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Preview — The Pillars of the Earth by Ken Follett
William Hamleigh could hardly contain his excitement when Earlscastle came into sight. It was the afternoon of the day after the king had made his decision. William and Walter had ridden for most of two days but William did not feel tired. He felt as if his heart was swelling up in his chest and blocking his throat. He was about to see Aliena again. He had once hoped to marry her because she was the daughter of an earl, and she had rejected him, three times. He winced as he remembered her scorn. She had made him feel like a nobody, a peasant; she had acted as if the Hamleighs were a family of ...more
Of all the villains I have created, William Hamleigh is the one readers most love to hate. Critics sometimes say that a villain should not be all black, but should have a streak of gray, some redeeming trait, to be realistic. The heck with that, say I, and William proves my point. He’s realistic because he’s driven by believable psychological demons.
Please do check the portuguese translation. So many mistakes, characters name's mistaken, it's awful in all the 4 books in Portugal.
I re-read the book after 30 years of first reading.. I enjoyed the story more than before.. now on World without end !!!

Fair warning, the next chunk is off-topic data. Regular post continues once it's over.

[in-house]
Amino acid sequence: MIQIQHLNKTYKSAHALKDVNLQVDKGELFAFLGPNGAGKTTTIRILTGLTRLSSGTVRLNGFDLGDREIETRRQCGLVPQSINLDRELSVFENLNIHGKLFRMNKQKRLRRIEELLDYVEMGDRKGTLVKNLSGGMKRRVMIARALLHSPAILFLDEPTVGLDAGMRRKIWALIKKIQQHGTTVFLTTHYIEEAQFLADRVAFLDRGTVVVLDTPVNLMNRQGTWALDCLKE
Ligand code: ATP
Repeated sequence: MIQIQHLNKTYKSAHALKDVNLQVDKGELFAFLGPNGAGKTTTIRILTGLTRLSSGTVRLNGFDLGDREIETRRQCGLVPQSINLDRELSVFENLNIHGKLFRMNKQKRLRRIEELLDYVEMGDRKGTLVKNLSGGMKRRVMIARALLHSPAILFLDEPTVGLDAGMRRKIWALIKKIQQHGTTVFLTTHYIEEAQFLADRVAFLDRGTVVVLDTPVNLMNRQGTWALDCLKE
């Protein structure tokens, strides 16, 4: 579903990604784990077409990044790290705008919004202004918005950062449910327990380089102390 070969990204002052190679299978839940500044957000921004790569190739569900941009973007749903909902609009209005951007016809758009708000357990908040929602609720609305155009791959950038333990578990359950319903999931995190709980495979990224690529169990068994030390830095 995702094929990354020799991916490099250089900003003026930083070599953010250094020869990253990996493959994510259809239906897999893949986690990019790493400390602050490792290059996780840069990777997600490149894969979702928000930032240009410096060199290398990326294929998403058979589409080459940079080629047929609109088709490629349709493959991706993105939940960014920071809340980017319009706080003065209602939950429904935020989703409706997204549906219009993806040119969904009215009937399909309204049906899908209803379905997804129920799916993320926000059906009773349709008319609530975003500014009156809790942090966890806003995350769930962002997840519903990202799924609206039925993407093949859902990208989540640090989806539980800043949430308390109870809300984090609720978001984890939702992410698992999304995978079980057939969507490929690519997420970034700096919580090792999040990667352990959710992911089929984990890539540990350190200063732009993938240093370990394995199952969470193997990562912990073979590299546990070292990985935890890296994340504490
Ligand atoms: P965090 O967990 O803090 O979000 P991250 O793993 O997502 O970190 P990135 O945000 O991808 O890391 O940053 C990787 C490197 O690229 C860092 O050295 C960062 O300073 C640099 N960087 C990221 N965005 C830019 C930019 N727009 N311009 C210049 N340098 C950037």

Conner Culpepper, what say ye?
Aliena felt no relief, no pride in having defended herself and her brother from ruthless men: she was too disgusted and repelled by the hideous sight. Richard felt no such qualms. “You stabbed him, Allie!” he said in a voice between excitement and hysteria. “You did for them!” Aliena looked at him. He had to be taught a lesson. “Kill this one,” she said. Richard stared at her. “What?” “Kill him,” she repeated. “Put him out of his misery. Finish him off!” “Why me?” She deliberately made her voice harsh. “Because you act like a boy and I need a man. Because you’ve never done anything with a ...more
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I like this scene. Yes, I know, it’s brutal and violent; but there’s a deep truth here. Aliena and Richard are alone in a cruel world, and Richard is a wimp. She knows she has to toughen her brother up, or he’ll never survive. So she makes him do something horrible. He’ll be a stronger man for it (although, in the end, never strong enough).
Very strong and important from Aliena, although brutal.
I love that all your f your females are so strong!
The imagery of this scene is visceral and stark and I think really brings home to the reader just how different 12th century England must have been. The rule of law had but a limited reach, so once b…
Philip left the window and returned to his writing desk. What could be done? For a moment he was tempted to do nothing. Let Bishop Henry come and look, and make his own decision, he thought. If the cathedral is to be built at Shiring, so be it. Let Bishop Waleran take control of it and use it for his own ends; let it bring prosperity to the town of Shiring and the evil Hamleigh dynasty. God’s will be done. He knew that would not do, of course. Having faith in God did not mean sitting back and doing nothing. It meant believing that you would find success if you did your best honestly and ...more